We were roughly 80 metres above the ground clinging to a sheer rock face in the Laurentian Mountains when we felt the first drops of rain.
“What do you suppose will happen if there is lightning?” asked fellow travel writer Bryen Dunn, who was perched precariously beside me during a tour offered by AventureX in Vallée Bras du Nord, located a 45-minute drive from Quebec City.
It was a good question because, unlike traditional rockclimbing where ropes are what keep climbers more or less safe from gravity’s inexorable pull, we were instead attached to electricity-conducting metal cables.
It’s literally a foreign concept to most climbers in Canada, but in Europe a mountaineering discipline known as Via Ferrata — Italian for “iron way” — is an increasingly popular activity that enables amateurs with a bit of sang-froid in their veins to experience the kind of high-stakes divertissement normally reserved only for experienced rock jocks.
The activity was invented by the Italian army during the First World War as a means to get troops and equipment through the Dolomite Mountains and attack enemy forces from above. The routes were left to rust away after the war, but hikers rediscovered them in the 1960s and hundreds of new recreational ones have since been strung up throughout the Alps and other neighbouring ranges.
The way it works is you attach yourself to a thick wire bolted to the rock that stretches the entire length of a climbing route. Using carabiners (basically high-tech safety pins) attached via short lanyards to a special harness worn around the waist, Via Ferrata climbers work their way diagonally up cliffs by clipping and unclipping past anchor points located every few metres apart. Special metal footholds, handholds and even wooden bridges are also helpfully hammered into place at trickier spots, and a fall should (in theory) only last a few feet before the harness catches you.
Via Ferrata is not without controversy, with purists in the climbing community arguing that adding artificial aides is a form of sacrilege. While Europeans have been stringing gondola cables up mountains and building remote ski chalets for generations, most North Americans prefer wilderness environments to remain as pristine as possible.
The tourist town of Whistler is, perhaps unsurprisingly, the only place in mountainous British Columbia yet to offer tours, but its widespread acceptance in Quebec is now a fait accompli, with more than a dozen different places – including the famous Montmorency Falls — across the province now offering it.
Our guide on the seven-person tour, a bilingual 24-year-old college student named Olivier Roy, says he can see it from both sides.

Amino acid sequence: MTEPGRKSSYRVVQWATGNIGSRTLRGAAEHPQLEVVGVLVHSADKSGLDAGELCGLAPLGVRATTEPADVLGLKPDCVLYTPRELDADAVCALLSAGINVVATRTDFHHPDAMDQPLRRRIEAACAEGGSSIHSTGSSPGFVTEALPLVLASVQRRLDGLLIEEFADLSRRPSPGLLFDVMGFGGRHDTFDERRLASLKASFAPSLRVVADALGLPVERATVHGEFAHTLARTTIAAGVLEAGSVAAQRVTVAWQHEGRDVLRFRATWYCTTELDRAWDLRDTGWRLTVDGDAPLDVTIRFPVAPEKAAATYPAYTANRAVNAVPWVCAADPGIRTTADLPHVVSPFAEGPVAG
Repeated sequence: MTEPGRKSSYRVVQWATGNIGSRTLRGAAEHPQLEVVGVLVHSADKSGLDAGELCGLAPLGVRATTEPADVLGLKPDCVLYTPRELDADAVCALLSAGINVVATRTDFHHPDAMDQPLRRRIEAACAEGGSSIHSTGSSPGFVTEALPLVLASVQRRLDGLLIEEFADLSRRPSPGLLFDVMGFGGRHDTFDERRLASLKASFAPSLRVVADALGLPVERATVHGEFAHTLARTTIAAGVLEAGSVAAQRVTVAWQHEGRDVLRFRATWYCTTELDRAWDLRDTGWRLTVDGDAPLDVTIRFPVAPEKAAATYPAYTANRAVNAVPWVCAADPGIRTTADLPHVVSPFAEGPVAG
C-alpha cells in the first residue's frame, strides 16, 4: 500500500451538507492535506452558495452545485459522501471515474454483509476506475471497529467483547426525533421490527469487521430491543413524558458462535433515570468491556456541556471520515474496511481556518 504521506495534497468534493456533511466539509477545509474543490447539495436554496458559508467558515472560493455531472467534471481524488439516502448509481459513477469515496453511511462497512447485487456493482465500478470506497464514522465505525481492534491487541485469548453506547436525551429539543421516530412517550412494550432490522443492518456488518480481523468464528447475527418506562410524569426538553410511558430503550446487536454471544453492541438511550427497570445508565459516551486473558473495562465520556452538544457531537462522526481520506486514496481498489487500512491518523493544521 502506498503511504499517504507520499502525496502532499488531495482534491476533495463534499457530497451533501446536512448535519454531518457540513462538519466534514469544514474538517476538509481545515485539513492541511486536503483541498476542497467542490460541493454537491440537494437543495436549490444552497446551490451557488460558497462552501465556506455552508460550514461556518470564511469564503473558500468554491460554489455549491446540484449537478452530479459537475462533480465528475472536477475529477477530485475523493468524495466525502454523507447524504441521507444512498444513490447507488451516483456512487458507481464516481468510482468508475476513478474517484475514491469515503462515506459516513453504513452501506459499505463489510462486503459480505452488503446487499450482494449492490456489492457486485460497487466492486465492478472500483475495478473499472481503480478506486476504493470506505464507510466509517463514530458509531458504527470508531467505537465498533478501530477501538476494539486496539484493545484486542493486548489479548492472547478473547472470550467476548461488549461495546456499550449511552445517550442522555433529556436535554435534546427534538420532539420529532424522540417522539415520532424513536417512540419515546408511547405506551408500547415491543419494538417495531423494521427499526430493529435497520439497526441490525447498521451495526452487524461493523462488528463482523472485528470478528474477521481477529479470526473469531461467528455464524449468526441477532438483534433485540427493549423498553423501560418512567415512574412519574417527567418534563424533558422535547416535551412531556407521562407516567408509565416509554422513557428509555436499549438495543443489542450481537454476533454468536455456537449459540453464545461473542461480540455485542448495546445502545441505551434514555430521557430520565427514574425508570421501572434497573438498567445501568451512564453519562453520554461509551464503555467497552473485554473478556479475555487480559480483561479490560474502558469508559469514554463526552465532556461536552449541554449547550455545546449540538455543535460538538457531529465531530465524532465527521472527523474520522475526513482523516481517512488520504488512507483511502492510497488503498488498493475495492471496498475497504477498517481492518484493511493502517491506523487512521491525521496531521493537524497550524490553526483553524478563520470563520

“I’m a climber myself and can understand why some people would feel that way, but I think there is enough room for both,” said Roy. “For one thing, you can only do Ferrata on private land, so partly it’s a property thing, but [making climbing more accessible] can change people’s lives by giving them a chance to really challenge themselves and get an appreciation for the mountains.”
An appreciation for the mountains is, of course, something many Quebec City residents already have. Vancouver get a lot of mileage out of the fact people here can go downhill skiing and sailing all in the same day but this is possible here as well. The difference is that it will instead have to be iceboat sailing on the frozen Saint Lawrence River, likely accessed from the newly developed Baie de Beauport, a multi-use public beach the government spent $24 million to build in order to help celebrate the city’s 400th birthday in 2008.
“People here really love to do things outdoors,” said Danny George, a former electrician in his mid-fifties who now leads walking tours through the winding cobblestone streets of Old Quebec, a UNESCO World Heritage site. “You kind of need to be in order to get through the winters here. People love to snowshoe or cross-country ski or go snowboarding at places like Mont-Sainte-Anne or Le Massif. Of course, the one outdoor activity that pretty much everyone here also does a lot of is snow shovelling.”
There wasn’t any snow on the ground when I visited in early September after an invitation by Quebec City Tourism but I still got a taste of plenty of other recreational options that help entice nearly five million tourists a year. It has to be said la belle province has had more than its fair share of embarrassing gaffes and brouhahas in recent years ranging from the arrests of mayors of two of its biggest cities to government-led battles over anglicized pasta and turban-wearing kids playing soccer. The cartoonishly xenophobic Parti Quebecois were booted out of power back in April after just one term in a kind of coup d’état by common sense, and it’s possible the raison d’être for inviting a group of travel writers from across North America was to help reassure people that Quebec is actually a warm and welcoming place to visit.
Which it very much is and there’s a good reason that the French gave us the term “joie de vivre.” Our whirlwind weekend tour de force included a mélange of activities including cycling along the city’s separated bike paths, zooming around the Saint Lawrence in a Zodiac, trying out the jumps on Baie de Beauport’s pump track and exploring the trails of the Vallée Bras du Nord. Not to mention dining in fine restaurants such as Bistro Le Sam and Le Graffiti on the taxpayers’ generously donated dime.
While the mountains are molehills compared to B.C.’s, they are nonetheless stunning, especially in the fall when the leaves change colour. And it may be a cliché but Quebec will always be the closest thing to a foreign country most Canadians can visit without needing a passport.
© 2015 Vancouver Courier